In an effort to make ends meet, many young people take on a second job, which is often working as virtual assistants and couriers for companies such as Amazon and Deliveroo. While many of these opportunities are highly casualised, making them easy to fit in around other commitments, they also lack the employment protections afforded to other workers.

Hania Mubarik, 22, is a laboratory training specialist from Surrey. She earns around £2,100 a month after tax and lives with her father. After covering the rent and bills, she is left with £900, some of which is earmarked for saving for a house and charitable donations. 

Hania has considered launching a small business to supplement her income. But she lacks the necessary start-up funds. “I have thought about starting a plus-size clothes or accessories business, but I don’t have nearly enough savings and taking out a loan would put further pressure on me,” she said.

The rising cost of living has had an adverse effect on her social life. “At this age, nobody should feel exhausted by working too much and they certainly shouldn’t feel that they will not reach their goals,” she said. “I am worried about the cost of going out.” 

Another area of Muslim life set to be hard hit by the cost of living is charitable giving, one of the five pillars of Islam. During Ramadan alone, the UK Muslim community donates around £150m to domestic and international causes every year. The National Zakat Foundation has reported a 70% year-on-year increase over the past 12 months in applications to its hardship relief fund. 

Across the country, credit card and overdraft use have soared in recent months. Recent Bank of England data shows that the annual rate of credit card borrowing was 13% higher in July 2022 than the previous year. Given that  interest-based loans are not considered halal by some, however, young Muslims are less likely to use these options.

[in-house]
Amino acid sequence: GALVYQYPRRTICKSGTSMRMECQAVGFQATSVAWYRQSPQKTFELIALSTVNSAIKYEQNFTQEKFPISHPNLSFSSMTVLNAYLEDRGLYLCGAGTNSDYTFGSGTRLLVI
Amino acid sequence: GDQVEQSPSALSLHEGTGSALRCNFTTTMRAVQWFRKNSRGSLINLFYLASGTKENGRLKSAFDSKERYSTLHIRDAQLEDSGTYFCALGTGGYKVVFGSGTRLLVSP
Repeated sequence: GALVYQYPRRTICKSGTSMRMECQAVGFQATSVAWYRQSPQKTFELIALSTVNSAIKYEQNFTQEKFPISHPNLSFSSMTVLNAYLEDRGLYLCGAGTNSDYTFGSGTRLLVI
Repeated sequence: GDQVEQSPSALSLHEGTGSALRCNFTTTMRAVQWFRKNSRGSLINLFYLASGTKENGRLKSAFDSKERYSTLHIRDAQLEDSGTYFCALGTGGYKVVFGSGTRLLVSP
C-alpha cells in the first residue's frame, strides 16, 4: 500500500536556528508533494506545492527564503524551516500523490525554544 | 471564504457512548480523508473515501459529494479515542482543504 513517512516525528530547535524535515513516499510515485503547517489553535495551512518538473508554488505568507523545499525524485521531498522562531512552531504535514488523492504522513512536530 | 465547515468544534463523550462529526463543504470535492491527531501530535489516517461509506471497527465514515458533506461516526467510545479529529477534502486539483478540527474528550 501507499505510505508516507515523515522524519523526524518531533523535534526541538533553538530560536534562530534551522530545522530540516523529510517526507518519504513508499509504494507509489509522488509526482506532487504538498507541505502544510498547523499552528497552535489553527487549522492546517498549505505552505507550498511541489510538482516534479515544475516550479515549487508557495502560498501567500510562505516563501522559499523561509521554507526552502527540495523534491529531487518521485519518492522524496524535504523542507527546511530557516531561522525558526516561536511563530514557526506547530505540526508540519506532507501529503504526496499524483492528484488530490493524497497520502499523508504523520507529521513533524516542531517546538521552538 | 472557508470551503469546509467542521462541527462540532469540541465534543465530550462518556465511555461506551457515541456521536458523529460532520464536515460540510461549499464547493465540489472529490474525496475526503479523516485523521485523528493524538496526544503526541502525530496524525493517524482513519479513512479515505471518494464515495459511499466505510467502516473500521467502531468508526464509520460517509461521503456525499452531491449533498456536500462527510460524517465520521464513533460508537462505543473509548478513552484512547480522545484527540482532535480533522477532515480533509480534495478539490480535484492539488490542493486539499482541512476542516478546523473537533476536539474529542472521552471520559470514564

“We don’t have access to the same lines of credit as we can’t get sharia-compliant overdrafts,” said Aziz Deen, an Islamic finance lawyer from Bristol. “For many young Muslims, that means they can’t weather the storm compared to their non-Muslim counterparts.”

Khizar Mohammed, community lead at the online platform Islamic Finance Guru, explained that younger Muslims face a much more precarious future than their parents and grandparents. “Usually, the older generation may have some finances that they can rely on,” he said. “Houses they have bought or sold, and many are married and can get support through that way. Gen Z Muslims tend to be studying and can’t work full-time jobs. It limits their opportunities for growth.”

When I asked Aziz for a possible solution, he took a long-term view, saying: “We need greater financial literacy among the Muslim community and we need financial systems in place that are halal to create generational wealth.”

While that kind of forward planning is important, as a grim winter of rising energy costs looms, people like Fatima are already worrying about how they will get through the next few months. “All I can do is hope for a new government soon that cares more about people than the bottom line,” she said.